Aim to get a website ready a few weeks before the deadline. This gives you time to allow the client to see the website, mess around with it and also for you, as the Developer, to test it. Once everyone is happy that all the criteria have been met, then go ahead and launch the site. The debugging clause could be something like 'we've both tested the site, it hopefully works as you expect, but if you notice any bugs during the first XX weeks of the site being live then please inform me and they will be fixed ASAP'. Of course any additional features the client wants adding should be invoiced separately.

Hope that helps any budding Developers out there. Any questions please just leave a comment and I'll endeavour to respond as best I can.

Happy Development my fellow Website Creators!

Sunday, 19 January 2014

Stargazing 2014 – The Best Live TV Show I’ve Seen in a Long Time

Stargazing Live 2014 was a great start to the year

There is something marvellous about watching a group of people talk about a subject enthusiastically. Even more so when it is live, unedited and only loosely held together by a schedule to fit in a television slot. With so many guests, presenters and short clips to cram in, all wanting to share their enthusiasm for their subject, it makes for a great spectacle.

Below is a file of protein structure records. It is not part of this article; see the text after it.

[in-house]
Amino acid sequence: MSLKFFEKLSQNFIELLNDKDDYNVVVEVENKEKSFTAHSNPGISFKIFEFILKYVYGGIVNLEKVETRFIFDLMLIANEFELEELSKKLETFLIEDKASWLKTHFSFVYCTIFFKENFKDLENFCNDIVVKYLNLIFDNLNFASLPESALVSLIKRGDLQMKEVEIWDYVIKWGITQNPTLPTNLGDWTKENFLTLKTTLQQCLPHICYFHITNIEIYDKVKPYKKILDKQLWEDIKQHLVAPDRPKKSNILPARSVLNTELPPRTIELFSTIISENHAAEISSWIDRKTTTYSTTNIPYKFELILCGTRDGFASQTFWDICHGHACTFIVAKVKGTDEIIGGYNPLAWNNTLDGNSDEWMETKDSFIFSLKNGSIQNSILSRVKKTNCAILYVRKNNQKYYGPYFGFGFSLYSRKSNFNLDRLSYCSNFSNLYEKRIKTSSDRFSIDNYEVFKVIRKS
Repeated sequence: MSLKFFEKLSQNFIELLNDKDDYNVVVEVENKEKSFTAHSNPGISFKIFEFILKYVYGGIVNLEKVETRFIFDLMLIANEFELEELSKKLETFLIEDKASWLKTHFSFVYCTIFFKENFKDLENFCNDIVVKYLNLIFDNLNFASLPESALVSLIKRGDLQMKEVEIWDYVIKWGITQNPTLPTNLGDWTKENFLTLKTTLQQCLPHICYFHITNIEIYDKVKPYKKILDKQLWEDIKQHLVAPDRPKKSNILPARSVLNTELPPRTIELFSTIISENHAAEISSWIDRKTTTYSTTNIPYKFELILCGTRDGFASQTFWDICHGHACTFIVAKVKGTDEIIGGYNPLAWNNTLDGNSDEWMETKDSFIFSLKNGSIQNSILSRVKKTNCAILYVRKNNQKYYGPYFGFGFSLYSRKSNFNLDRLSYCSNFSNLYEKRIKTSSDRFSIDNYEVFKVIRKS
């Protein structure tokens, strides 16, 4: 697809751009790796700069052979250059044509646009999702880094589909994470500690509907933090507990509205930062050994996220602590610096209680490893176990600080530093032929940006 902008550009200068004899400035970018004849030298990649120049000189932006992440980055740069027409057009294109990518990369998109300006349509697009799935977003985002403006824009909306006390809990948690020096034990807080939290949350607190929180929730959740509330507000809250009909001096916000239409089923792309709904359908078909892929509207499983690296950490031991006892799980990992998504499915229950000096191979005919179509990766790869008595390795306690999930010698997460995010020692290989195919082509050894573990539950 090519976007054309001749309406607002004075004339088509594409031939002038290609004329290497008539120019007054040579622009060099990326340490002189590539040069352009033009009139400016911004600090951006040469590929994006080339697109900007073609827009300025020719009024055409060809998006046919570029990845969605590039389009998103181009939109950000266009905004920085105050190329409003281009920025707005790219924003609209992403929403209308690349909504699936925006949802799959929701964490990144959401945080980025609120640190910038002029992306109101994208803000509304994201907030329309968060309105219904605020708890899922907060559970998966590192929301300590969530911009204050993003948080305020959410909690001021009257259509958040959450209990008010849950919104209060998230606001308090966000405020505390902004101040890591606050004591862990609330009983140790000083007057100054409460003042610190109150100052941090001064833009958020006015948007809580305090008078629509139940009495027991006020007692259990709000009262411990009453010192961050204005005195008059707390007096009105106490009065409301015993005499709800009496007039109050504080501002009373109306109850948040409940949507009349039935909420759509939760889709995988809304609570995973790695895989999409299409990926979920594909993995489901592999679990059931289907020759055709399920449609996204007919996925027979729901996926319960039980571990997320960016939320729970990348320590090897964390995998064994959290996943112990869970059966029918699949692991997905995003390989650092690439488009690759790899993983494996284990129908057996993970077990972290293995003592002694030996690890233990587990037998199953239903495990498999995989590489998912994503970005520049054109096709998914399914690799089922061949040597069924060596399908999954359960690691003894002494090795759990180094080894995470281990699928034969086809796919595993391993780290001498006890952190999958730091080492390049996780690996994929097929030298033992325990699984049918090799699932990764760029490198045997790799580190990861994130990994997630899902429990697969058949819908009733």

Such an occasion on television rarely comes along. Normally live TV is so heavily controlled you get a sense that discussions are held as nothing more then time fillers until the next part of the broadcast. So when it all just clicks into place, you know you are watching TV gold.

The 3 day event that was Stargazing Live 2014 was one such event. And I felt privileged to be able to watch it all unfold before my very eyes.

I’ve always been fascinated by the starts, planets and universe ever since I was a kid. Even to this day I still have a Star Chart hanging up in my room with a map of all the stars in the northern and southern hemisphere, grabbing my attention whenever I walk past it. The idea that there are other planets and galaxies out there, with infinite possibilities of what they hold, is just such a draw to me. So when, I think it was 4 years ago, the first episodes of Stargazing where broadcast, I was so excited.